What Are Exchange Controls?
Exchange controls are government-imposed limitations on the purchase and/or sale of currencies. These controls allow countries to better stabilize their economies by limiting in-flows and out-flows of currency, which can create exchange rate volatility. Not every nation may employ the measures, at least legitimately; the 14th article of the International Monetary Fund's Articles of Agreement allows only countries with so-called transitional economies to employ exchange controls.
Understanding Exchange Controls
Many western European countries implemented exchange controls in the years immediately following World War II. The measures were gradually phased out, however, as the post-war economies on the continent steadily strengthened; the United Kingdom, for example, removed the last of its restrictions in October 1979. Countries with weak and/or developing economies generally use foreign exchange controls to limit speculation against their currencies. They often simultaneously introduce capital controls, which limit the amount of foreign investment in the country.
Countries with weak or developing economies may put controls on how much local currency can be exchanged or exported—or ban a foreign currency altogether—to prevent speculation.
Exchange controls can be enforced in a few common ways. A government may ban the use of a particular foreign currency and prohibit locals from possessing it. Alternatively, they can impose fixed exchange rates to discourage speculation, restrict any or all foreign exchange to a government-approved exchanger, or limit the amount of currency that can be imported to or exported from the country.
Measures to Thwart Controls
One tactic companies use to work around currency controls, and to hedge currency exposures, is to use what are known as forward contracts. With these arrangements, the hedger arranges to buy or sell a given amount of an un-tradable currency on a given forward date, at an agreed rate against a major currency. At maturity, the gain or loss is settled in the major currency because settling in the other currency is prohibited by controls.
The exchange controls in many developing nations do not permit forward contracts, or allow them only to be used by residents for limited purposes, such as to buy essential imports. Consequently, in countries with exchange controls, non-deliverable forwards are usually executed offshore because local currency regulations cannot be enforced outside of the country. Countries, where active offshore NDF markets have operated, include China, the Philippines, South Korea, and Argentina.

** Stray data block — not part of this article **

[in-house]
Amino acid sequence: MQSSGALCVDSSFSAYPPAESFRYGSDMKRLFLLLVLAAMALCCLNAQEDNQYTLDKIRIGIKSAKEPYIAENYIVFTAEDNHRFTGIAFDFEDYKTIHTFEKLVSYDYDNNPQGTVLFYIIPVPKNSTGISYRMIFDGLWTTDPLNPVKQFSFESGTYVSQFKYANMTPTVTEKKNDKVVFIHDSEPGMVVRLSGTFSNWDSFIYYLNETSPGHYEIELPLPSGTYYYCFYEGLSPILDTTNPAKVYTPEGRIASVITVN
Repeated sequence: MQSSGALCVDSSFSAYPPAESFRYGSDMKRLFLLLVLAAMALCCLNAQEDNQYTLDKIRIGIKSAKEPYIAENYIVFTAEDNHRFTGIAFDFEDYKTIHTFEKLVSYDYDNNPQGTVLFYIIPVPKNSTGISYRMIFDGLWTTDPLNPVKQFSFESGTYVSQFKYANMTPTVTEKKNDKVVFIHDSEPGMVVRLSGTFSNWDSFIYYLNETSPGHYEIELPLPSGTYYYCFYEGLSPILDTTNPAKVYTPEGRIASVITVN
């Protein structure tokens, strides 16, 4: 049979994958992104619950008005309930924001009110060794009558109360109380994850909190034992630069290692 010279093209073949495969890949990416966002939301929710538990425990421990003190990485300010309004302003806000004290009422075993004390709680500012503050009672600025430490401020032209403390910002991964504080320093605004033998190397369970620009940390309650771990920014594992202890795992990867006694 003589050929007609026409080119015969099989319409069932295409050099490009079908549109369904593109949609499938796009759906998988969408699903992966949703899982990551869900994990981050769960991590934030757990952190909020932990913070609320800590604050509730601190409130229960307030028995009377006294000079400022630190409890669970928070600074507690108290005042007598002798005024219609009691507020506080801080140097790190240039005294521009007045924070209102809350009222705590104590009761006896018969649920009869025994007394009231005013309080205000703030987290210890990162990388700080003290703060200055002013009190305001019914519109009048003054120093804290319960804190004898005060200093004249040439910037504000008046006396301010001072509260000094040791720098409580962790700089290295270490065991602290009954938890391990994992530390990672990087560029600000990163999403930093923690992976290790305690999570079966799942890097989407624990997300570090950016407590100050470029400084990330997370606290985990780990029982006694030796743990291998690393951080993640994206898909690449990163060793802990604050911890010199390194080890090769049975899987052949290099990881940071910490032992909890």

Exchange Controls in Iceland
Iceland offers a recent notable example of the use of exchange controls during a financial crisis. A small country of about 334,000 people, Iceland saw its economy collapse in 2008. Its fishing-based economy had gradually been turned into essentially a giant hedge fund by its three largest banks (Landsbanki, Kaupthing, and Glitnir), whose assets measured 14 times that of the country's entire economic output.
The country benefited, at least initially, from a huge inflow of capital taking advantage of the high-interest rates paid by the banks. However, when the crisis hit, investors needing cash pulled their money out of Iceland, causing the local currency, the krona, to plummet. The banks also collapsed, and the economy received a rescue package from the IMF.
Lifting the Exchange Controls and Imposing New Ones
Under the exchange controls, investors who held high-yield offshore krona accounts were not able to bring the money back into the country. In March 2017, the Central Bank lifted most of the exchange controls on the krona, allowing the cross-border movement of Icelandic and foreign currency once again. However, the Central Bank also imposed new reserve requirements and updated its foreign exchange rules to control the flow of hot money into the nation’s economy.
In an effort to settle disputes with foreign investors who had been unable to liquidate their Icelandic holdings while the exchange controls were in place, the Central Bank offered to buy their currency holdings at an exchange rate discounted about 20 percent from the normal exchange rate at the time. Icelandic lawmakers also required foreign holders of krona-denominated government bonds to sell them back to Iceland at a discounted rate, or have their profits impounded in low-interest accounts indefinitely upon the bonds’ maturity.